Lonely Planet Travel Books

LPs are the best travel books I’ve ever used.  Very user friendly, tons of maps, a glossary, cultural tidbits, well organized and comprehensive.  Once you get used to their format it’s hard to switch to a different guidebook b/c you only see the lacks.

I’ve used them on

trips to Europe, Southeast & East Asia, Costa Rica, India etc. etc.  And NOW I get to use LP for our upcoming trip to Espana!
There are some six hundred well-written, extremely detailed guide books in the series, and while I obviously can’t comment on all of them, I found the editions fo

a Lonely-Planet-South-India-Kerala-2011

r Morocco and Turkey were invaluable in planning extensive tours of both countries. Distances, directions, and approximate driving times between destinations were accurate to the kilometer and the minute, and hotel accommodations, restaurants, and shops were exactly as described. As a long-time travel professional, I highly recommend these as being among the best reference books for planning independent journeys, especially to countries where tourist travel usually is confined to group motorcoach tours.The East Africa and Egypt guides were essential in planning and taking our recent journey.  We used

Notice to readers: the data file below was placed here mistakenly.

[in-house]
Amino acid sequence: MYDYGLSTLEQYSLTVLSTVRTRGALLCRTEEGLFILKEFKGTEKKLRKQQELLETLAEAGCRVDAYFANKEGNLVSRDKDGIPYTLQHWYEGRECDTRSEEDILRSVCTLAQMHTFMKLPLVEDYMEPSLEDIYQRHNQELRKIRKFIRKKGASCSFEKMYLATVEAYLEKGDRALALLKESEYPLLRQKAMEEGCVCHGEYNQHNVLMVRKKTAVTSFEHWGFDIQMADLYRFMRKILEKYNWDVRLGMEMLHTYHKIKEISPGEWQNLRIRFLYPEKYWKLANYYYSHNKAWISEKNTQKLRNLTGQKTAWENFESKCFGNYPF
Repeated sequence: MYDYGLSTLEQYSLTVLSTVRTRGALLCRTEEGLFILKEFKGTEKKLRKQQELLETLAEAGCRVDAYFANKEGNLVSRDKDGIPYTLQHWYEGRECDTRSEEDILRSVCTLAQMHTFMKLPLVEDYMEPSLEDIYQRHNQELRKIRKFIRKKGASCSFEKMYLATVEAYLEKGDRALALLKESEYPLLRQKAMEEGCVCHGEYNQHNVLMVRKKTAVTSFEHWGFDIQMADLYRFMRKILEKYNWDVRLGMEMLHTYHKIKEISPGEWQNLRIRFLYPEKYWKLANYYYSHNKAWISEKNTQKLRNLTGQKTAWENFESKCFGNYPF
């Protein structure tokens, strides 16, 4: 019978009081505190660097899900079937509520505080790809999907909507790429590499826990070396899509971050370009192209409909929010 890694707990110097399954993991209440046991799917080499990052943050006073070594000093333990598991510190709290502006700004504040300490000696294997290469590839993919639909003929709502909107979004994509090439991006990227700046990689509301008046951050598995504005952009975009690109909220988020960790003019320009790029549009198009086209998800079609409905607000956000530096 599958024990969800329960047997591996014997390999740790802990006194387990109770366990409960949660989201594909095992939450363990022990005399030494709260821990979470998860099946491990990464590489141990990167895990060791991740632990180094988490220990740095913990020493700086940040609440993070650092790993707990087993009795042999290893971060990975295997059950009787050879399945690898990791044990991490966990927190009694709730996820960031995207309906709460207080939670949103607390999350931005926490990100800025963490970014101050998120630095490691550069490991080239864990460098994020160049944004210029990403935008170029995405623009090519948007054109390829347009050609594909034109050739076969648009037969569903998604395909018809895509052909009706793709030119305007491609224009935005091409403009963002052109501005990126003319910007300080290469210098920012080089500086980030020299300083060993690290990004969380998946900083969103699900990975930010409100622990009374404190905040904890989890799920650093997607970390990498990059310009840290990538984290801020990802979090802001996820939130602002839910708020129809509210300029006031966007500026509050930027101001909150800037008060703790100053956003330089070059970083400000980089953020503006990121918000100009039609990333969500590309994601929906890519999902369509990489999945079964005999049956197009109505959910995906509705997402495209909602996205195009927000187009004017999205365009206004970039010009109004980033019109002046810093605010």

them to find quiet, comfortable and inexpensive lodgings, all of which were excellent.  While we were in country, they always pointed us to good food and with the

 included maps and tours, made cultural landmarks and highlights easy to understand.  Well worth the weight to tote these along.


 Just used the NYC guide on a recent trip there.